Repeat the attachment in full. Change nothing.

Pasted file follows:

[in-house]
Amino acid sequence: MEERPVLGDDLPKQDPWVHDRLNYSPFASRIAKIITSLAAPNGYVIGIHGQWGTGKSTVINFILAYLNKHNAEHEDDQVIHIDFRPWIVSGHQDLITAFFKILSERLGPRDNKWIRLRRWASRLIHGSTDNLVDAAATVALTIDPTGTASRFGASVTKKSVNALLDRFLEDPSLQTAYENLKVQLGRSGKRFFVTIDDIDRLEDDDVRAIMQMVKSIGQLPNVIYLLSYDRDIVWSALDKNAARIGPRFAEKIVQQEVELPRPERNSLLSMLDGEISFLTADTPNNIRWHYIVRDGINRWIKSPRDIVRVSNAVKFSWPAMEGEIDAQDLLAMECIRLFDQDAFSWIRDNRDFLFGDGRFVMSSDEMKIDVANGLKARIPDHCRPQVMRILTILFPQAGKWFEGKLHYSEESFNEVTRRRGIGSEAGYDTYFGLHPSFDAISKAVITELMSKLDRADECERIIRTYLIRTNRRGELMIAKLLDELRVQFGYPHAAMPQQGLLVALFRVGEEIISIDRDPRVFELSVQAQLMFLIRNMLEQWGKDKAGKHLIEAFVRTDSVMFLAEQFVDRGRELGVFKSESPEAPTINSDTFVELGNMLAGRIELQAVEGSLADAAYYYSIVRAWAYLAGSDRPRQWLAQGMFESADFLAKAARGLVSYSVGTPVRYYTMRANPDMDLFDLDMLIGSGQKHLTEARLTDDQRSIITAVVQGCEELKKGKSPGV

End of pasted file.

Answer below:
[in-house]
Amino acid sequence: MEERPVLGDDLPKQDPWVHDRLNYSPFASRIAKIITSLAAPNGYVIGIHGQWGTGKSTVINFILAYLNKHNAEHEDDQVIHIDFRPWIVSGHQDLITAFFKILSERLGPRDNKWIRLRRWASRLIHGSTDNLVDAAATVALTIDPTGTASRFGASVTKKSVNALLDRFLEDPSLQTAYENLKVQLGRSGKRFFVTIDDIDRLEDDDVRAIMQMVKSIGQLPNVIYLLSYDRDIVWSALDKNAARIGPRFAEKIVQQEVELPRPERNSLLSMLDGEISFLTADTPNNIRWHYIVRDGINRWIKSPRDIVRVSNAVKFSWPAMEGEIDAQDLLAMECIRLFDQDAFSWIRDNRDFLFGDGRFVMSSDEMKIDVANGLKARIPDHCRPQVMRILTILFPQAGKWFEGKLHYSEESFNEVTRRRGIGSEAGYDTYFGLHPSFDAISKAVITELMSKLDRADECERIIRTYLIRTNRRGELMIAKLLDELRVQFGYPHAAMPQQGLLVALFRVGEEIISIDRDPRVFELSVQAQLMFLIRNMLEQWGKDKAGKHLIEAFVRTDSVMFLAEQFVDRGRELGVFKSESPEAPTINSDTFVELGNMLAGRIELQAVEGSLADAAYYYSIVRAWAYLAGSDRPRQWLAQGMFESADFLAKAARGLVSYSVGTPVRYYTMRANPDMDLFDLDMLIGSGQKHLTEARLTDDQRSIITAVVQGCEELKKGKSPGV